Crowdstrike says SolarWinds hackers used component it's calling "Sunspot" to inject backdoor in Orion software. It sat on developer systems waiting for build commands to execute, checked if it was Orion software being built, then injected backdoor. Sunspot likely built 2.20.2020.
"SUNSPOT was identified on disk with a filename of taskhostsvc.exe (SHA256 Hash: c45c9bda8db1d470f1fd0dcc346dc449839eb5ce9a948c70369230af0b3ef168), and internally named taskhostw.exe by its developers."…
SolarWinds has updated the attack timeline. It now says hackers accessed SolarWinds network Sept. 4, 2019 and began their test run (which I wrote about here…) on Sept. 12, 2019. They ended test run on Nov. 4, 2019. The backdoor was compiled Feb. 20, 2020.
I should note that the Sept 4, 2019 date is just the earliest that investigators have found evidence of the attackers' presence in the SolarWinds network. They may have been in the network earlier than this, but no evidence of that yet.
I wrote in 1st tweet that SUNSPOT was compiled Feb. 20. But SolarWinds timeline says the SUNBURST backdoor (which SUNSPOT injected into the SW software) was compiled Feb. 20. Don't know if they were both compiled same day or if timeline is wrong. Here's Crowdstrike on SUNSPOT:
Also, my original tweet has confused some people, since I wrote that SUNSPOT was placed on "developer systems". I meant on the build servers that developers use, not on the personal computers of individual developers. Sorry for the confusion.

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More from @KimZetter

9 Jan
“General Milley appears to have made no commitments. Short of the cabinet invoking the 25th Amendment or removing Mr. Trump through impeachment in the House and conviction in the Senate, it is unconstitutional to defy legal orders from the commander in chief.”
Col. Dave Butler, a spokesman for General Milley, confirmed that the phone call with the speaker had taken place but described it as informational. “He answered her questions regarding the process of nuclear command authority,” he said.
“some Defense Department officials clearly resented being asked to act outside of the legal authority of the 25th Amendment... trying to get the Pentagon to do the work of Congress and cabinet secretaries, who have legal options to remove a president...
Read 5 tweets
6 Jan
PBS Newshour reporter describes protesters shattering the glass on doors to the Capitol building, you can hear the pounding on the front door of the US Capitol in the background as she speaks - no police in the area where she's reporting
"Protestors are using the staff of an American flag to try to break through these windows," reporter says. She's talking about protestors at a balcony door/window.
She now reports that protestors are inside the building. Lawmakers have been moved to a safer location.
Read 36 tweets
5 Jan
Finished reading @zachsdorfman's 3-part series on espionage dance between China/CIA. Packed w/great reporting/detail Zach fleshes out how mutual spying and power dynamics unfolded over last decade w/ focus on massive hacking campaigns. Highly recommend…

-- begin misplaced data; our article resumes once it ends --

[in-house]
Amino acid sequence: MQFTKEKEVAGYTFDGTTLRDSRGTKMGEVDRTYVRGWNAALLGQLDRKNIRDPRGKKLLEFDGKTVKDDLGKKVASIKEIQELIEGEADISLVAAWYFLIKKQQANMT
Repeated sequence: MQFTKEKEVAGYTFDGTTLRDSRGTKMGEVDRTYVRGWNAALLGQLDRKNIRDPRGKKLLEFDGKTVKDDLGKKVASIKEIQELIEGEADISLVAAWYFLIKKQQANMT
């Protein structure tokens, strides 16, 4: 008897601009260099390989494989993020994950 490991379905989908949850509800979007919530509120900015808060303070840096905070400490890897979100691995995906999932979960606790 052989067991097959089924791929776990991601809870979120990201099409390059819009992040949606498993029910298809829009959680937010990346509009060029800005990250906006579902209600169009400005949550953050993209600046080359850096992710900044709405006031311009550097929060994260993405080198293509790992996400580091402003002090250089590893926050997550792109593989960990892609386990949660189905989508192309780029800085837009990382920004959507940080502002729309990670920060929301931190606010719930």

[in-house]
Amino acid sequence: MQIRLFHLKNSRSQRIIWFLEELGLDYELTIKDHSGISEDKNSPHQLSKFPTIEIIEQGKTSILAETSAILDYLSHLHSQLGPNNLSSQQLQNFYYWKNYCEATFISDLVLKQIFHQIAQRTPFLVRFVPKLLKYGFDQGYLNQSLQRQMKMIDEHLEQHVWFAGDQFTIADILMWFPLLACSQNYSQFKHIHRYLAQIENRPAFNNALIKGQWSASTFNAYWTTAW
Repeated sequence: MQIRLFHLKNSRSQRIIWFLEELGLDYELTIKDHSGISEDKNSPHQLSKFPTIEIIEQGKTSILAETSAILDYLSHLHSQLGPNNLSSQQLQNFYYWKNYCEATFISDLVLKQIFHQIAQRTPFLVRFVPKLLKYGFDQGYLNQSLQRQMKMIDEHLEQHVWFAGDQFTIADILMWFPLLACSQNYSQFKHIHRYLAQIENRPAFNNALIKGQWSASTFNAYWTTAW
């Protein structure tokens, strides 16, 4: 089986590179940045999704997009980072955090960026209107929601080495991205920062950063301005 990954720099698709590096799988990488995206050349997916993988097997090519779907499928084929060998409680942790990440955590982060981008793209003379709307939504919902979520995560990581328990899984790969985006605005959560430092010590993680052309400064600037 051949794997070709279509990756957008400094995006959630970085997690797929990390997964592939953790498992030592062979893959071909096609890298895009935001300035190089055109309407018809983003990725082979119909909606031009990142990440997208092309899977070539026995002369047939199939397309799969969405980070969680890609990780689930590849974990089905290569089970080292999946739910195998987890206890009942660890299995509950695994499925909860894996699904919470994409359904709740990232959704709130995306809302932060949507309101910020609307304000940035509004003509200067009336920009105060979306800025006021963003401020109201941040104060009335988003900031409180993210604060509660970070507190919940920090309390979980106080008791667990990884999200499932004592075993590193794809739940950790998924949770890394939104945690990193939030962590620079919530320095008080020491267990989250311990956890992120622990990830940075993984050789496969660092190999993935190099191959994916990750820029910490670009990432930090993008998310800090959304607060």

Here's part 2 - How U.S. intelligence on China was at a nadir as Xi was rising.…
And part 3 - how China's intelligence services co-opted its tech companies to assist with processing the massive amounts of data China has stolen through hacking ops…
Read 5 tweets
4 Jan
I've seen a lot of misinfo published since the election by well-meaning people who, in trying to counter false election-fraud claims, overstate the current state of election security/integrity. Here's a good piece by experts that lays out the facts👇…
"Even though there is no compelling evidence the 2020 vote was rigged, U.S. elections are insufficiently equipped to counter such claims because of a flaw in American voting. The way we conduct elections does not routinely produce public evidence that outcomes are correct."
"We need evidence-based...processes that create strong public evidence that the reported winners really won and the reported losers really lost...

Currently, only 4 states (Colorado, Nevada, Rhode Island, and Virginia) have statutory requirements for risk-limiting audits"
Read 6 tweets
24 Dec 20
New: SolarWinds backdoor infected at least 15 entities in critical infrastructure incl electric/oil/gas/manufacture + 3 managed service providers for crit infr. No evidence hackers used backdoor to enter but may be difficult to tell due to lack of logging…
Managed service providers can have authorized remote access directly into critical infr + privileges that let them alter network, install software, and control critical operations. This means hackers who breach a provider can potentially use that provider’s credentials and access
“If [provider] has access to a network, and it’s bi-directional, it’s usually for more sensitive equipment like turbine control, and you could actually do disruptive actions," @RobertMLee told me. "But just because you have access...doesn’t mean they can then flip off the lights”
Read 9 tweets
22 Dec 20
Per briefing today on SolarWinds hack, @RonWyden says IRS was not compromised or taxpayer data affected. However, hack of Treasury Department "appears to be significant." Treasury breach began in July, "the full depth of which isn’t known."
Microsoft notified Treasury Dept that dozens of email accounts were compromised. Additionally the hackers broke into systems in the Departmental Offices division of Treasury, home to Treasury's highest-ranking officials. Treasury still doesn't know precisely what info was stolen.
.@RonWyden on SW: “[A]fter yrs of gov officials advocating for encryption backdoors and ignoring warnings from [infosec] experts who said...encryption keys [are targets] for hackers, the USG has..suffered a breach that seems to involve...stealing encryption keys from USG servers”
Read 11 tweets

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